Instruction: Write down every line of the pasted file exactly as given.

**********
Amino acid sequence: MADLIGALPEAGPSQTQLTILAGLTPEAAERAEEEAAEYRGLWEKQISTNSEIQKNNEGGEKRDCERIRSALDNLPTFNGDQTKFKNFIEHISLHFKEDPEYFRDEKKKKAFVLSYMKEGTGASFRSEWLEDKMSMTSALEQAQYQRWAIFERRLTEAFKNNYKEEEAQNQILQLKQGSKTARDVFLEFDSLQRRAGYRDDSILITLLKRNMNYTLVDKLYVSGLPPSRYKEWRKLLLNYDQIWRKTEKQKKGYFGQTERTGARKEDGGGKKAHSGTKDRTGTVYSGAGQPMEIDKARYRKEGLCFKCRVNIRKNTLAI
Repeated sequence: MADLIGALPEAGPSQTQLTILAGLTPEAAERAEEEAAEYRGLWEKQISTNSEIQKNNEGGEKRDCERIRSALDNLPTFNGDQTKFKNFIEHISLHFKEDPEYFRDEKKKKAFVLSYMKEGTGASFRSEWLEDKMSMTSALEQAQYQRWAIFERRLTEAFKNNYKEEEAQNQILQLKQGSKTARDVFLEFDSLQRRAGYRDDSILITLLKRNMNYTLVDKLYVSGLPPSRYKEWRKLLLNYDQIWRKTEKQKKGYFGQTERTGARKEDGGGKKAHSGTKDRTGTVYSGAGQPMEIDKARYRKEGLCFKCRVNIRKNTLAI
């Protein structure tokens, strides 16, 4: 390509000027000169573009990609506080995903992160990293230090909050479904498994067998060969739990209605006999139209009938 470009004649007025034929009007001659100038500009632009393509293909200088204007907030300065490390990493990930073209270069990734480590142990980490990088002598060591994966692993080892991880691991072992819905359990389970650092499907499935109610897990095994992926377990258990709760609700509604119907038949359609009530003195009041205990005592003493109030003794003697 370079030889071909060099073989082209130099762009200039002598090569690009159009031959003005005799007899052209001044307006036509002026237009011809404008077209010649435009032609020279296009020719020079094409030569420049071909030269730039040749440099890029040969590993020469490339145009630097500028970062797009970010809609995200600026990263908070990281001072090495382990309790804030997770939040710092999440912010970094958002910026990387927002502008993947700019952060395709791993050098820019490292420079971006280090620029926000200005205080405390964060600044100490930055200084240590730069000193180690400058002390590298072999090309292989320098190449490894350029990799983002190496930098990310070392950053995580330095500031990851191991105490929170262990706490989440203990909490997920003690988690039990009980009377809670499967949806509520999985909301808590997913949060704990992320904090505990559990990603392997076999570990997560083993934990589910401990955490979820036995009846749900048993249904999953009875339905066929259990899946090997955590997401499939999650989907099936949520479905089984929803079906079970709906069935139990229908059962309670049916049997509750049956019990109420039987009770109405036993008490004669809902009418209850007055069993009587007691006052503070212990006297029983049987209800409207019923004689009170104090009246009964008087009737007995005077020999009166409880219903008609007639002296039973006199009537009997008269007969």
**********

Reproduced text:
Amino acid sequence: MADLIGALPEAGPSQTQLTILAGLTPEAAERAEEEAAEYRGLWEKQISTNSEIQKNNEGGEKRDCERIRSALDNLPTFNGDQTKFKNFIEHISLHFKEDPEYFRDEKKKKAFVLSYMKEGTGASFRSEWLEDKMSMTSALEQAQYQRWAIFERRLTEAFKNNYKEEEAQNQILQLKQGSKTARDVFLEFDSLQRRAGYRDDSILITLLKRNMNYTLVDKLYVSGLPPSRYKEWRKLLLNYDQIWRKTEKQKKGYFGQTERTGARKEDGGGKKAHSGTKDRTGTVYSGAGQPMEIDKARYRKEGLCFKCRVNIRKNTLAI
Repeated sequence: MADLIGALPEAGPSQTQLTILAGLTPEAAERAEEEAAEYRGLWEKQISTNSEIQKNNEGGEKRDCERIRSALDNLPTFNGDQTKFKNFIEHISLHFKEDPEYFRDEKKKKAFVLSYMKEGTGASFRSEWLEDKMSMTSALEQAQYQRWAIFERRLTEAFKNNYKEEEAQNQILQLKQGSKTARDVFLEFDSLQRRAGYRDDSILITLLKRNMNYTLVDKLYVSGLPPSRYKEWRKLLLNYDQIWRKTEKQKKGYFGQTERTGARKEDGGGKKAHSGTKDRTGTVYSGAGQPMEIDKARYRKEGLCFKCRVNIRKNTLAI
């Protein structure tokens, strides 16, 4: 390509000027000169573009990609506080995903992160990293230090909050479904498994067998060969739990209605006999139209009938 470009004649007025034929009007001659100038500009632009393509293909200088204007907030300065490390990493990930073209270069990734480590142990980490990088002598060591994966692993080892991880691991072992819905359990389970650092499907499935109610897990095994992926377990258990709760609700509604119907038949359609009530003195009041205990005592003493109030003794003697 370079030889071909060099073989082209130099762009200039002598090569690009159009031959003005005799007899052209001044307006036509002026237009011809404008077209010649435009032609020279296009020719020079094409030569420049071909030269730039040749440099890029040969590993020469490339145009630097500028970062797009970010809609995200600026990263908070990281001072090495382990309790804030997770939040710092999440912010970094958002910026990387927002502008993947700019952060395709791993050098820019490292420079971006280090620029926000200005205080405390964060600044100490930055200084240590730069000193180690400058002390590298072999090309292989320098190449490894350029990799983002190496930098990310070392950053995580330095500031990851191991105490929170262990706490989440203990909490997920003690988690039990009980009377809670499967949806509520999985909301808590997913949060704990992320904090505990559990990603392997076999570990997560083993934990589910401990955490979820036995009846749900048993249904999953009875339905066929259990899946090997955590997401499939999650989907099936949520479905089984929803079906079970709906069935139990229908059962309670049916049997509750049956019990109420039987009770109405036993008490004669809902009418209850007055069993009587007691006052503070212990006297029983049987209800409207019923004689009170104090009246009964008087009737007995005077020999009166409880219903008609007639002296039973006199009537009997008269007969």